Probably my second favourite Maldives website, after Maldives Complete, is Sakis Papadopolous’ ‘Dreaming of Maldives’. Just as I started with an anchor of a comprehensive database, Sakis’ starts with simply the best collection of images on the Maldives around. But like Maldives Complete, he hasn’t rested there and has branched into a range of other areas. His section on families, “The child-friendly Resorts in Maldives, all the Kids-clubs,’ remains one of the most comprehensive reviews of resorts on the Maldives. He has started to move into videos with dazzling results. And his latest innovative addition is this ’Maldives Photo Map’.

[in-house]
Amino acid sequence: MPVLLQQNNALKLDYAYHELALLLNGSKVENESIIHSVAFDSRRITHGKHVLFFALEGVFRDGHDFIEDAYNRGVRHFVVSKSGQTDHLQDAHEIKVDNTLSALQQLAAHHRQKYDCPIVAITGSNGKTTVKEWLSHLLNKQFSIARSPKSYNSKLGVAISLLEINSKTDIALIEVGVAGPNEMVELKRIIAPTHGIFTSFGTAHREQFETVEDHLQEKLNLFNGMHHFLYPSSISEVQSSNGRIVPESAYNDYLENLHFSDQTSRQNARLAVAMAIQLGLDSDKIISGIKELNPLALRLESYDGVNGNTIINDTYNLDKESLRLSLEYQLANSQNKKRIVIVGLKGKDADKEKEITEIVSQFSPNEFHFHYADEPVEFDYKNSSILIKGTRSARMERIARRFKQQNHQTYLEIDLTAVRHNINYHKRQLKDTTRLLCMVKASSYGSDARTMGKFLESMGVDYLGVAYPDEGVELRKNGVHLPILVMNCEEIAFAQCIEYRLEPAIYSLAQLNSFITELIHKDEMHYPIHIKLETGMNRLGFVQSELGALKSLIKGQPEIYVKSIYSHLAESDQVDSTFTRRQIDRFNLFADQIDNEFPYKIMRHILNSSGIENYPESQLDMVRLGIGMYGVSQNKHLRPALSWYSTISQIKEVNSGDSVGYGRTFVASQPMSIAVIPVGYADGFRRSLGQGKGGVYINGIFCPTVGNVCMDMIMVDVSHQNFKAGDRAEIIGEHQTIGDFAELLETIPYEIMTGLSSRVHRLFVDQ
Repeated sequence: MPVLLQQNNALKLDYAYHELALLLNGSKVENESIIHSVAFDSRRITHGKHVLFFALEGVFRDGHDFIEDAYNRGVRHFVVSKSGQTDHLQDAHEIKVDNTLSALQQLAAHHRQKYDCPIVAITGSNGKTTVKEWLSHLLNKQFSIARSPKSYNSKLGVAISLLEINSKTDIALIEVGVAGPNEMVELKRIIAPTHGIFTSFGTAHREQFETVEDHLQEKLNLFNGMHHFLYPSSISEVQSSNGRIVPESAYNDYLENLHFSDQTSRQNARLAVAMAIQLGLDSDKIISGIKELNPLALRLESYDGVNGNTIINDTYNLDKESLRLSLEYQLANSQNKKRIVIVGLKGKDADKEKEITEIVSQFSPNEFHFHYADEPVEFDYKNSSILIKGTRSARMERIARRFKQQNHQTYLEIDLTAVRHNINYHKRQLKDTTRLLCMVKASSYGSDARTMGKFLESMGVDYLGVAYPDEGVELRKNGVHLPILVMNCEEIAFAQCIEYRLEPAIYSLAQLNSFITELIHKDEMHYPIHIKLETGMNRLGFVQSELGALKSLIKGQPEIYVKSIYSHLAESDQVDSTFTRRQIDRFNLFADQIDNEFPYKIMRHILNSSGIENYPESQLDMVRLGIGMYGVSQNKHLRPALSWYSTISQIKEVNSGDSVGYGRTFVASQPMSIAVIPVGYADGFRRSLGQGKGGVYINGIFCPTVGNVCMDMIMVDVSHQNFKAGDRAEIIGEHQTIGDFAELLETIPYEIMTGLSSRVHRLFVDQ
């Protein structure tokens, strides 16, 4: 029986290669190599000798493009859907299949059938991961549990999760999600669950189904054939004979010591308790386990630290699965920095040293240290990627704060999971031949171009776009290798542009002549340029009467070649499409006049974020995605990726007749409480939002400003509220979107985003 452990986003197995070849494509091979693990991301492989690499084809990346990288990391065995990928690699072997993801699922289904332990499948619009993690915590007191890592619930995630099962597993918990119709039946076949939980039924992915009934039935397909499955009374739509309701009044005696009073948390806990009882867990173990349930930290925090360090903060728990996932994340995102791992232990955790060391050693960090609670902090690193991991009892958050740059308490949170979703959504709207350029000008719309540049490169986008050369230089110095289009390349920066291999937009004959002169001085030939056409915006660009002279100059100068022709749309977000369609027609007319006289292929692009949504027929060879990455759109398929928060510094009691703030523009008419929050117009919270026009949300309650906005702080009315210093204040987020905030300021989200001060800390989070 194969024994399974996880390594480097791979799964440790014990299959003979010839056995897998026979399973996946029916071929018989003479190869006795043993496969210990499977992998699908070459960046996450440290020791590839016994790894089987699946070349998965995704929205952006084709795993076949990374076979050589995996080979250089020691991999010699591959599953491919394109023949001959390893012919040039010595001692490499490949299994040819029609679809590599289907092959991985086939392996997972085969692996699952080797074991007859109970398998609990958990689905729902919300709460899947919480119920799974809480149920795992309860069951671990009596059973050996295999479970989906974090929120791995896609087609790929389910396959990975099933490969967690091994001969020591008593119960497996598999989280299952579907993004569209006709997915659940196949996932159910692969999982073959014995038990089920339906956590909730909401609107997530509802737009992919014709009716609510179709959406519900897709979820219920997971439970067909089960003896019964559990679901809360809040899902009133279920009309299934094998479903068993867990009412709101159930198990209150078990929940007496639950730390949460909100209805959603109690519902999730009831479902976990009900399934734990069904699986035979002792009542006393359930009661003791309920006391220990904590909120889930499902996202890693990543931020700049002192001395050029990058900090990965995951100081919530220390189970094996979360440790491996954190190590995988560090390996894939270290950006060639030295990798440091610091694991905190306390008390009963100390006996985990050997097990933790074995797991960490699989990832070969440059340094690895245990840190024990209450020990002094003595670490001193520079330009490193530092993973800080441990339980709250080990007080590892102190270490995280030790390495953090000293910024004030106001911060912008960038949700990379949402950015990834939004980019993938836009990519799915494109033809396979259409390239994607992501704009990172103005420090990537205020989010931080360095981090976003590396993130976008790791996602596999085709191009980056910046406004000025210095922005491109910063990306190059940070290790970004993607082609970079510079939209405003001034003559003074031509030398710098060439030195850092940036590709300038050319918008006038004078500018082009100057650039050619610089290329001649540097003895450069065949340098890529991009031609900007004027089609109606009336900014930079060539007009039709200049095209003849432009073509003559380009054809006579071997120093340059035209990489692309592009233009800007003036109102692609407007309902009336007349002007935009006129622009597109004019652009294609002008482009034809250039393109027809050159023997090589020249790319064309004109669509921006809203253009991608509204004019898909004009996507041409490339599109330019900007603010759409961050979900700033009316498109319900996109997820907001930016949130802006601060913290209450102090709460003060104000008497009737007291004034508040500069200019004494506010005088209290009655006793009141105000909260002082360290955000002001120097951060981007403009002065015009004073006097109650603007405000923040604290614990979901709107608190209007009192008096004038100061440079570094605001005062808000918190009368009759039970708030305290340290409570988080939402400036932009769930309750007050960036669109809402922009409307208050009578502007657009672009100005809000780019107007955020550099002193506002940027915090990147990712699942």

When I first launched Maldives Complete, one of the fun bits I added was the DeepZoom control of the British Admiralty Maps of the country. As I launched it, you can zoom into the charts to exacting detail. I had fantasized about pushing this party trick even further. I had pictures for both aerial shots of the island and prominent features like the swimming pool. I had thought that once one zoomed into an island, you would see an aerial photo (see directly below). And if you zoomed in on the photo, then it would take you to a shot of the pool (see bottom). A bit like a Russian doll photographic drill down reminiscent of the second half of the iconic film, ‘Powers of Ten’.